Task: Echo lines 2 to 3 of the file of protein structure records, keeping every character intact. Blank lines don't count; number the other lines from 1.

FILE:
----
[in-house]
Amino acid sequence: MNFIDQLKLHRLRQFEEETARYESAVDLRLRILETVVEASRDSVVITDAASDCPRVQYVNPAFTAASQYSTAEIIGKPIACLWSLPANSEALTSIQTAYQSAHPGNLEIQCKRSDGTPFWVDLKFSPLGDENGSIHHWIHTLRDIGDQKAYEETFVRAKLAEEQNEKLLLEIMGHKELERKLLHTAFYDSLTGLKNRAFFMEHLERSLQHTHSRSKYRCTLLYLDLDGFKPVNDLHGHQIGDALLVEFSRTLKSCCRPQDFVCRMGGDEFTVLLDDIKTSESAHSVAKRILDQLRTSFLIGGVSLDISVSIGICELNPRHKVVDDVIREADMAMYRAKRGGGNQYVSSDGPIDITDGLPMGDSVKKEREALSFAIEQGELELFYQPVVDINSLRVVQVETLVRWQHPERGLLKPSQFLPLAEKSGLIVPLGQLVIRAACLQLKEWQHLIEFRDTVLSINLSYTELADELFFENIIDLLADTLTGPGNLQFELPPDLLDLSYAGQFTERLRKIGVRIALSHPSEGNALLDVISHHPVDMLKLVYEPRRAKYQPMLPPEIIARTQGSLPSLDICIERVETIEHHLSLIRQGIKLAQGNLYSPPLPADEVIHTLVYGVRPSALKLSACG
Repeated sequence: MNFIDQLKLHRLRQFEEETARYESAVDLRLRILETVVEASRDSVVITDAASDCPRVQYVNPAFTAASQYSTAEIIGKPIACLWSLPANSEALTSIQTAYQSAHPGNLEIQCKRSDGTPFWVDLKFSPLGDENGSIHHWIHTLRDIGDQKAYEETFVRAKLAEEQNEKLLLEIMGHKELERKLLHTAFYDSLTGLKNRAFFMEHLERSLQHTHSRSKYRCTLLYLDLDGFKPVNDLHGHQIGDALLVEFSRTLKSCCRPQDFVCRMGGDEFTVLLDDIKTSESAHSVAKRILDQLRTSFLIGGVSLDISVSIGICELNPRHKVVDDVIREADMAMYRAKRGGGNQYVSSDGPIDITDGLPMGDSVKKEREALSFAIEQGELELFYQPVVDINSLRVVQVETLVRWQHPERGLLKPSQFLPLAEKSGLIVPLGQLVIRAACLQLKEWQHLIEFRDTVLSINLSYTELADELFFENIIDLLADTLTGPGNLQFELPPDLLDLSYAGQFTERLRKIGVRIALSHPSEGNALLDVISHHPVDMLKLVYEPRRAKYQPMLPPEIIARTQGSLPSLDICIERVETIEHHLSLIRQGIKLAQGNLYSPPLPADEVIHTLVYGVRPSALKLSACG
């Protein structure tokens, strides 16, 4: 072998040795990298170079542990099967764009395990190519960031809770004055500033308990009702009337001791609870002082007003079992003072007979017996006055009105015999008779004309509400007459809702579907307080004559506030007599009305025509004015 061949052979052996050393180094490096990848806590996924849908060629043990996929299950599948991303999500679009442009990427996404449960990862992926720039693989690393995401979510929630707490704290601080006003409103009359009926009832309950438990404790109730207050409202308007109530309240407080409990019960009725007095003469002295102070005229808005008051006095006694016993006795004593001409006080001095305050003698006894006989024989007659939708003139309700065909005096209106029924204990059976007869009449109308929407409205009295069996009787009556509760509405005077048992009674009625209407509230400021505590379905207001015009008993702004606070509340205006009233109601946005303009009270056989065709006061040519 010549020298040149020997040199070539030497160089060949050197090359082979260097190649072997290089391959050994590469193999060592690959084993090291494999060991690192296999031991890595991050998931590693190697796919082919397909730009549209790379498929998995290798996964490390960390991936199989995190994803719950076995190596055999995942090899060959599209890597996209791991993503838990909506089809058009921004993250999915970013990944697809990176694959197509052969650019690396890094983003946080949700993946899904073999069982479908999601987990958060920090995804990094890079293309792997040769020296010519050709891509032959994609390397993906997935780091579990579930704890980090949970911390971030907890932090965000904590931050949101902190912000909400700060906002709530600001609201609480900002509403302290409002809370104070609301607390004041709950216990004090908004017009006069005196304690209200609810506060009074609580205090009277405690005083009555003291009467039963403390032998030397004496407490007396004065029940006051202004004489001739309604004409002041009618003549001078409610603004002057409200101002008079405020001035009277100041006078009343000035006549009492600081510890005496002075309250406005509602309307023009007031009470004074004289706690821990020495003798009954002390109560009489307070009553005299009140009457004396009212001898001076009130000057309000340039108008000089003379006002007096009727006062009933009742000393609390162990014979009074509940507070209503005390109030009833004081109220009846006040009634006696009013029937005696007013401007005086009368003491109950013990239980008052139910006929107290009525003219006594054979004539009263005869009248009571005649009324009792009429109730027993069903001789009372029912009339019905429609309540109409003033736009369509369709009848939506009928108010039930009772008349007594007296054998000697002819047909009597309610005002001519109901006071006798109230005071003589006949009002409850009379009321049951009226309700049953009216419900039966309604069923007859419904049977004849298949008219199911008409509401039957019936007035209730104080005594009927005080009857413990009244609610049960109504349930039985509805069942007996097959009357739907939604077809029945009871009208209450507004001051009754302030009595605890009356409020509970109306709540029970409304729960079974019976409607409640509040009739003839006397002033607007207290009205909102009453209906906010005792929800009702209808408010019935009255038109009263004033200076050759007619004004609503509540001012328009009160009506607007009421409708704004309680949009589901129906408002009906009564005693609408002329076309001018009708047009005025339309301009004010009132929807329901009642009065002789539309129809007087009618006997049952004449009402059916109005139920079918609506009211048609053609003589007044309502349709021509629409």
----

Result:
Amino acid sequence: MNFIDQLKLHRLRQFEEETARYESAVDLRLRILETVVEASRDSVVITDAASDCPRVQYVNPAFTAASQYSTAEIIGKPIACLWSLPANSEALTSIQTAYQSAHPGNLEIQCKRSDGTPFWVDLKFSPLGDENGSIHHWIHTLRDIGDQKAYEETFVRAKLAEEQNEKLLLEIMGHKELERKLLHTAFYDSLTGLKNRAFFMEHLERSLQHTHSRSKYRCTLLYLDLDGFKPVNDLHGHQIGDALLVEFSRTLKSCCRPQDFVCRMGGDEFTVLLDDIKTSESAHSVAKRILDQLRTSFLIGGVSLDISVSIGICELNPRHKVVDDVIREADMAMYRAKRGGGNQYVSSDGPIDITDGLPMGDSVKKEREALSFAIEQGELELFYQPVVDINSLRVVQVETLVRWQHPERGLLKPSQFLPLAEKSGLIVPLGQLVIRAACLQLKEWQHLIEFRDTVLSINLSYTELADELFFENIIDLLADTLTGPGNLQFELPPDLLDLSYAGQFTERLRKIGVRIALSHPSEGNALLDVISHHPVDMLKLVYEPRRAKYQPMLPPEIIARTQGSLPSLDICIERVETIEHHLSLIRQGIKLAQGNLYSPPLPADEVIHTLVYGVRPSALKLSACG
Repeated sequence: MNFIDQLKLHRLRQFEEETARYESAVDLRLRILETVVEASRDSVVITDAASDCPRVQYVNPAFTAASQYSTAEIIGKPIACLWSLPANSEALTSIQTAYQSAHPGNLEIQCKRSDGTPFWVDLKFSPLGDENGSIHHWIHTLRDIGDQKAYEETFVRAKLAEEQNEKLLLEIMGHKELERKLLHTAFYDSLTGLKNRAFFMEHLERSLQHTHSRSKYRCTLLYLDLDGFKPVNDLHGHQIGDALLVEFSRTLKSCCRPQDFVCRMGGDEFTVLLDDIKTSESAHSVAKRILDQLRTSFLIGGVSLDISVSIGICELNPRHKVVDDVIREADMAMYRAKRGGGNQYVSSDGPIDITDGLPMGDSVKKEREALSFAIEQGELELFYQPVVDINSLRVVQVETLVRWQHPERGLLKPSQFLPLAEKSGLIVPLGQLVIRAACLQLKEWQHLIEFRDTVLSINLSYTELADELFFENIIDLLADTLTGPGNLQFELPPDLLDLSYAGQFTERLRKIGVRIALSHPSEGNALLDVISHHPVDMLKLVYEPRRAKYQPMLPPEIIARTQGSLPSLDICIERVETIEHHLSLIRQGIKLAQGNLYSPPLPADEVIHTLVYGVRPSALKLSACG